Perhaps “the return to feudalism” might be a better label than “the financial crisis”? It conveys both the huge increase in inequality that’s underway. along with the complete loss of democratic accountability. Though perhaps it’s a little abstract for the general public. After all, we’re talking about populations who consume reality television in massive doses while electing right wing governments without exception. And yes, even those populations who elect nominally “centre left” governments are in fact electing right wing governments; the centre has shifted so far to the right that even the leftist fringes have given up talking about large-scale nationalisation and content themselves with demanding relatively minor changes to the taxation regime and slightly stricter regulation of the financial sector. Don’t get me wrong… that’s better than the status quo but it’s not exactly the million miles from the status quo that we should be moving with all haste.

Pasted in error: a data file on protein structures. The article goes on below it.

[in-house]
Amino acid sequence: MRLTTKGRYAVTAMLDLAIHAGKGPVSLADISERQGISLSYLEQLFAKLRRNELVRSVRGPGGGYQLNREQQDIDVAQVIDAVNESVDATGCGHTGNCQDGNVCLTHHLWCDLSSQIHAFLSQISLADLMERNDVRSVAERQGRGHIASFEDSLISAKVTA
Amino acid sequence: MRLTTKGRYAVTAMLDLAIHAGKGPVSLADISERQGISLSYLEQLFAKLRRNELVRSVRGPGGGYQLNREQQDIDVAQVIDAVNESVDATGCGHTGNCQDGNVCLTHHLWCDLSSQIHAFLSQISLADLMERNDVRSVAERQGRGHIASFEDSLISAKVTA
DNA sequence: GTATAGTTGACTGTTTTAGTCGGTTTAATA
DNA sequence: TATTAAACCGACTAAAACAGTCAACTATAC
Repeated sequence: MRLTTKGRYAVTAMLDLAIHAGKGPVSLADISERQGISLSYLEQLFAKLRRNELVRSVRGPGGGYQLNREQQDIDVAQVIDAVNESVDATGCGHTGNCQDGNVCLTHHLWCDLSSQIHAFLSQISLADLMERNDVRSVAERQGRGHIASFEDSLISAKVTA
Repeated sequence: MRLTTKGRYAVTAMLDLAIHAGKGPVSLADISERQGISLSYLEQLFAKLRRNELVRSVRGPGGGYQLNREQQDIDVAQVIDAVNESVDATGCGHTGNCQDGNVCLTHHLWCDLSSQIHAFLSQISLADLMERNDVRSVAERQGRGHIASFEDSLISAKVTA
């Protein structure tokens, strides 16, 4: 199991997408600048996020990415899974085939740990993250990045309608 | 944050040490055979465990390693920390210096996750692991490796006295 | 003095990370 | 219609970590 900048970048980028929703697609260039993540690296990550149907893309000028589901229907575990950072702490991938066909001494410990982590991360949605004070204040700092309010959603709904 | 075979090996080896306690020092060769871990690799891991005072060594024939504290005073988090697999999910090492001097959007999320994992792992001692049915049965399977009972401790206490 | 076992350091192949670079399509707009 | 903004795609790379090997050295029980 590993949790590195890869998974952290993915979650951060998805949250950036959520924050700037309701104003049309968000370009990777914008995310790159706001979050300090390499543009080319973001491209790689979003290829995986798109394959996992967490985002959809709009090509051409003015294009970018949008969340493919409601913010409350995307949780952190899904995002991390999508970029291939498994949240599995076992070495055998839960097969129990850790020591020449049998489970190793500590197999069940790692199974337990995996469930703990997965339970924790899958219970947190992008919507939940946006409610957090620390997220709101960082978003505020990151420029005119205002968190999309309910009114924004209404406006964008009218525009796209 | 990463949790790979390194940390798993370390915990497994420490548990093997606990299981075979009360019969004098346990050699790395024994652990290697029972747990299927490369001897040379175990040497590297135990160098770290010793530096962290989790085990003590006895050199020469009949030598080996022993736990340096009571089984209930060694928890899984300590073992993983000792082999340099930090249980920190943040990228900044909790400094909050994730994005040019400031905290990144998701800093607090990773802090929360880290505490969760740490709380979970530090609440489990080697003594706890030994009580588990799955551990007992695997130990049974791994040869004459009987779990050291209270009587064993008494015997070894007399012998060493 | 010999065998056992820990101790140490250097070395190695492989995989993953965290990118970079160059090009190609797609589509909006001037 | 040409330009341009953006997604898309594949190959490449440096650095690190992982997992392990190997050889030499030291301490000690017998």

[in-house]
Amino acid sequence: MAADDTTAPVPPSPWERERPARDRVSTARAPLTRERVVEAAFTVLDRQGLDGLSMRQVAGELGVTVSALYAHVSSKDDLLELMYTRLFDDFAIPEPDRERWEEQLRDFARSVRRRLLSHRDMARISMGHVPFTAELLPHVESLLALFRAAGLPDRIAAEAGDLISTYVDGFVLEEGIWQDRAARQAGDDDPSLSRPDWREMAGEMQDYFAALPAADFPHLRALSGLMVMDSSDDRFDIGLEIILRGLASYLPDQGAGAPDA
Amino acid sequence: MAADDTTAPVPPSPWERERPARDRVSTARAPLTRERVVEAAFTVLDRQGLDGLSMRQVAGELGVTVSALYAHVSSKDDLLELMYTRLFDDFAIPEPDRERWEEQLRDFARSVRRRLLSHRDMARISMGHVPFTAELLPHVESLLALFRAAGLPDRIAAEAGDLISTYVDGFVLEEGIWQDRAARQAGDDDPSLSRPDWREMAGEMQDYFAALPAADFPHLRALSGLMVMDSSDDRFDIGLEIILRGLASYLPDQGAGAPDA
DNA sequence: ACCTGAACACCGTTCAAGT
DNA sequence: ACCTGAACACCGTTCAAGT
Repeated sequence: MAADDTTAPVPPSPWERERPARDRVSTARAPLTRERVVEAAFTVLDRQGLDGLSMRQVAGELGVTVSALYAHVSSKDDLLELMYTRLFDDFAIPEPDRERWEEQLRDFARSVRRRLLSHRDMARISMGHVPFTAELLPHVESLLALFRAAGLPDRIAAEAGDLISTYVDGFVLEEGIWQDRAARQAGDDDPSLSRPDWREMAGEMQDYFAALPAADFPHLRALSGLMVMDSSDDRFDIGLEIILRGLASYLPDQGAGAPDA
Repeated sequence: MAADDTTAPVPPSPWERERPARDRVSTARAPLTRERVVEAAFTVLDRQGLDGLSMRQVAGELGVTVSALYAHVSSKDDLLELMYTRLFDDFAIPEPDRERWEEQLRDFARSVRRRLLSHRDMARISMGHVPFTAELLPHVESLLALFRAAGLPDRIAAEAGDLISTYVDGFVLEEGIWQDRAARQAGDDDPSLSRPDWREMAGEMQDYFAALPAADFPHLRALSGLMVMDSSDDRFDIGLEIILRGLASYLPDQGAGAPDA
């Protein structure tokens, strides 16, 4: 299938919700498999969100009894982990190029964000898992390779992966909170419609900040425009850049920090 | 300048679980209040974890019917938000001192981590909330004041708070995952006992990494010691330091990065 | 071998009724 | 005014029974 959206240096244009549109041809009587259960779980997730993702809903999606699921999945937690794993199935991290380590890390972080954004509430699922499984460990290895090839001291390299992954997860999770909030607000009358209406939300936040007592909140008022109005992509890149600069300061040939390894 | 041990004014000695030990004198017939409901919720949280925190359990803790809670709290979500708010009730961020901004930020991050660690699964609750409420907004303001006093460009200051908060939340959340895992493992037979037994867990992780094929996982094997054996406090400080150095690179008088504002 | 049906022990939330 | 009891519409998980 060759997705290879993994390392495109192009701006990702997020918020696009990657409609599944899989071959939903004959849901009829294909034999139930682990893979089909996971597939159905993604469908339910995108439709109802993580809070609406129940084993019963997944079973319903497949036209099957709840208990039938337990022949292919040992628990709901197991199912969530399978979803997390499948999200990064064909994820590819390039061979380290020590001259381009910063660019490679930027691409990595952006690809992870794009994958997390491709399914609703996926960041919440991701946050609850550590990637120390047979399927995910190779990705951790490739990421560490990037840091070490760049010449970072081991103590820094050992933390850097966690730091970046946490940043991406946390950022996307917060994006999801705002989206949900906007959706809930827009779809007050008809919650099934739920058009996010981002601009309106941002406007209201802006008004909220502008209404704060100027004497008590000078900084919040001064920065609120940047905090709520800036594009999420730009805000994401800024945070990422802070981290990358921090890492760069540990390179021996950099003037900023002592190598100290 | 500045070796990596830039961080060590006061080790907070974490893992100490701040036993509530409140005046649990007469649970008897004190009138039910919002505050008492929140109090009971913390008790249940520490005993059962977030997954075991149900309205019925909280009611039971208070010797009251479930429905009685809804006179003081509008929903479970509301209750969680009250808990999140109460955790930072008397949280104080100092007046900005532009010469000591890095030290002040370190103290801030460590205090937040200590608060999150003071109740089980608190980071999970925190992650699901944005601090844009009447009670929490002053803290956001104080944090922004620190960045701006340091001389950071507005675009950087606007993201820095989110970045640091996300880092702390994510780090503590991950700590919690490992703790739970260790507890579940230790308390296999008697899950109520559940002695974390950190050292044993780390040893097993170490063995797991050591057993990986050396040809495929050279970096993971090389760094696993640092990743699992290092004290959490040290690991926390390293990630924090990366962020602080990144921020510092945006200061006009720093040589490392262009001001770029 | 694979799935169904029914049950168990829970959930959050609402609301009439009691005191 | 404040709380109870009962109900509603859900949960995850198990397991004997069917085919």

Anyway, enough of that for now. I have a new post brewing on the subject of Ireland withdrawing from the euro in which I’ll be discussing the return to feudalism (nah, it doesn’t trip easily enough off the tongue… I welcome suggestions for a better label) in greater depth. For now, sit back and enjoy a brief round-up of the highlights – from my perspective – of 2011. There were a few hidden among the carnage.